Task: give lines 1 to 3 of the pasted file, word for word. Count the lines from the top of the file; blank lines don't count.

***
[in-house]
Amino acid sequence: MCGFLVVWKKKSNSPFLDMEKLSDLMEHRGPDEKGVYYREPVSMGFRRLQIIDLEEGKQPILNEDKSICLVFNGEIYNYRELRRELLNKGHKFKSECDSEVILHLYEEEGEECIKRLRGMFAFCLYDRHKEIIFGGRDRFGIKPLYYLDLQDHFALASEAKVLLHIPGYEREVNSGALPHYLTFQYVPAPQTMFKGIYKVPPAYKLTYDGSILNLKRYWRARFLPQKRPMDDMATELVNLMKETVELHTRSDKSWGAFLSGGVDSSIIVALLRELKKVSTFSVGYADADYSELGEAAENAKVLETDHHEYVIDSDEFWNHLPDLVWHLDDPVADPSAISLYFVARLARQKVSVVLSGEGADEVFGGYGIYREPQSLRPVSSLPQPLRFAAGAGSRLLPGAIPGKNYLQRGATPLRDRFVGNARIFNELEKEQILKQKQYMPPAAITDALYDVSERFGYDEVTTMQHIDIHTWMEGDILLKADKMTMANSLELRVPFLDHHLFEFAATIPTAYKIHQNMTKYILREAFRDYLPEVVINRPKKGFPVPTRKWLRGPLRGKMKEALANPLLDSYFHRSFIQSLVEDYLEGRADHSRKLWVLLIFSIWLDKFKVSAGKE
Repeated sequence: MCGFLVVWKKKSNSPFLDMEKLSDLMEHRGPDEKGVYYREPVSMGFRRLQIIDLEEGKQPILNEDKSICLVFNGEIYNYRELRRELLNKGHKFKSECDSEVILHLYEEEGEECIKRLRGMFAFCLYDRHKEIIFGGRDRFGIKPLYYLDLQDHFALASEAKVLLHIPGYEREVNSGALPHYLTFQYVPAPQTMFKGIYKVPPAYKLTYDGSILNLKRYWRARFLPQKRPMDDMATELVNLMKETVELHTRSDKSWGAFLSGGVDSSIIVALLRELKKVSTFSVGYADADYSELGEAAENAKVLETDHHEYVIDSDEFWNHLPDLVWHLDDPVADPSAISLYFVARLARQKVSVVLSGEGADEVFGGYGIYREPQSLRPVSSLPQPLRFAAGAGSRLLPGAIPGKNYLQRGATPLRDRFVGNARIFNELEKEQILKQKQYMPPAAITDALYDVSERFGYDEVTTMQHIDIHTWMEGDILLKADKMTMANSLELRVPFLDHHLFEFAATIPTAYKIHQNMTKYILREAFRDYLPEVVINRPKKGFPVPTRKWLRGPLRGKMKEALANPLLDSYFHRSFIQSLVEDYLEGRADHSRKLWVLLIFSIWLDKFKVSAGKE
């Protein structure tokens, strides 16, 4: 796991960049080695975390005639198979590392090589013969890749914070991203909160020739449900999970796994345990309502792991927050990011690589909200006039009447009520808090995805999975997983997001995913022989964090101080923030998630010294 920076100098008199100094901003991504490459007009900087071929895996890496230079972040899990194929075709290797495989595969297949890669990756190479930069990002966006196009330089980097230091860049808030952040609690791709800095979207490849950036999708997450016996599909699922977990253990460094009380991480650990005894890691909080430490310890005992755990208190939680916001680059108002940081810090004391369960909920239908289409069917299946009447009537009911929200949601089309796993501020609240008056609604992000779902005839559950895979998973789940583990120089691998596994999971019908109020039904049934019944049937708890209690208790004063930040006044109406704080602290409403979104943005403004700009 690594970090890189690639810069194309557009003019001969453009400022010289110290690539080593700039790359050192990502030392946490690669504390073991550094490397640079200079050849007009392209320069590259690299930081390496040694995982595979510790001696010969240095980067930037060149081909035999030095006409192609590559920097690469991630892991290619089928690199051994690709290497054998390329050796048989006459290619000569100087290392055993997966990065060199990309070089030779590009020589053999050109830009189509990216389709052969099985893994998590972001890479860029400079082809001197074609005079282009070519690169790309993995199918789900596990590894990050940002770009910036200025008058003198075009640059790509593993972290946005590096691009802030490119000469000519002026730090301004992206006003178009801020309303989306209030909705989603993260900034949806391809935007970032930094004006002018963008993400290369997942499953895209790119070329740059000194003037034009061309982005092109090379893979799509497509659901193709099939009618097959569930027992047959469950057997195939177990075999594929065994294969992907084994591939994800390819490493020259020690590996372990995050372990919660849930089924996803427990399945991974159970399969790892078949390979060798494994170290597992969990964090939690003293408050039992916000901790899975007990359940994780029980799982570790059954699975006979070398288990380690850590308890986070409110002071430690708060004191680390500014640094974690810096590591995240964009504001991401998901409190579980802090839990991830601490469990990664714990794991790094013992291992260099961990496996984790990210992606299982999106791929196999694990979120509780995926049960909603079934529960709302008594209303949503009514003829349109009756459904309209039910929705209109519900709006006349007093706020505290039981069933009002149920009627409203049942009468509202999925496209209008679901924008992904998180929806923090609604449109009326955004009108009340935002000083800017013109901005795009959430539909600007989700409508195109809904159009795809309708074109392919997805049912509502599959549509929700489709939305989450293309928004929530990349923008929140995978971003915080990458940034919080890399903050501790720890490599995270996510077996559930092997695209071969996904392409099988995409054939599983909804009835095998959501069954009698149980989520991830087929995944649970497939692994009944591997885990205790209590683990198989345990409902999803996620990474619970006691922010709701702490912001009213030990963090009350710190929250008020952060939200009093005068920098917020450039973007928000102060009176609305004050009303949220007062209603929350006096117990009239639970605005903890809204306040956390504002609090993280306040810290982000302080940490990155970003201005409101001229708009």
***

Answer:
[in-house]
Amino acid sequence: MCGFLVVWKKKSNSPFLDMEKLSDLMEHRGPDEKGVYYREPVSMGFRRLQIIDLEEGKQPILNEDKSICLVFNGEIYNYRELRRELLNKGHKFKSECDSEVILHLYEEEGEECIKRLRGMFAFCLYDRHKEIIFGGRDRFGIKPLYYLDLQDHFALASEAKVLLHIPGYEREVNSGALPHYLTFQYVPAPQTMFKGIYKVPPAYKLTYDGSILNLKRYWRARFLPQKRPMDDMATELVNLMKETVELHTRSDKSWGAFLSGGVDSSIIVALLRELKKVSTFSVGYADADYSELGEAAENAKVLETDHHEYVIDSDEFWNHLPDLVWHLDDPVADPSAISLYFVARLARQKVSVVLSGEGADEVFGGYGIYREPQSLRPVSSLPQPLRFAAGAGSRLLPGAIPGKNYLQRGATPLRDRFVGNARIFNELEKEQILKQKQYMPPAAITDALYDVSERFGYDEVTTMQHIDIHTWMEGDILLKADKMTMANSLELRVPFLDHHLFEFAATIPTAYKIHQNMTKYILREAFRDYLPEVVINRPKKGFPVPTRKWLRGPLRGKMKEALANPLLDSYFHRSFIQSLVEDYLEGRADHSRKLWVLLIFSIWLDKFKVSAGKE
Repeated sequence: MCGFLVVWKKKSNSPFLDMEKLSDLMEHRGPDEKGVYYREPVSMGFRRLQIIDLEEGKQPILNEDKSICLVFNGEIYNYRELRRELLNKGHKFKSECDSEVILHLYEEEGEECIKRLRGMFAFCLYDRHKEIIFGGRDRFGIKPLYYLDLQDHFALASEAKVLLHIPGYEREVNSGALPHYLTFQYVPAPQTMFKGIYKVPPAYKLTYDGSILNLKRYWRARFLPQKRPMDDMATELVNLMKETVELHTRSDKSWGAFLSGGVDSSIIVALLRELKKVSTFSVGYADADYSELGEAAENAKVLETDHHEYVIDSDEFWNHLPDLVWHLDDPVADPSAISLYFVARLARQKVSVVLSGEGADEVFGGYGIYREPQSLRPVSSLPQPLRFAAGAGSRLLPGAIPGKNYLQRGATPLRDRFVGNARIFNELEKEQILKQKQYMPPAAITDALYDVSERFGYDEVTTMQHIDIHTWMEGDILLKADKMTMANSLELRVPFLDHHLFEFAATIPTAYKIHQNMTKYILREAFRDYLPEVVINRPKKGFPVPTRKWLRGPLRGKMKEALANPLLDSYFHRSFIQSLVEDYLEGRADHSRKLWVLLIFSIWLDKFKVSAGKE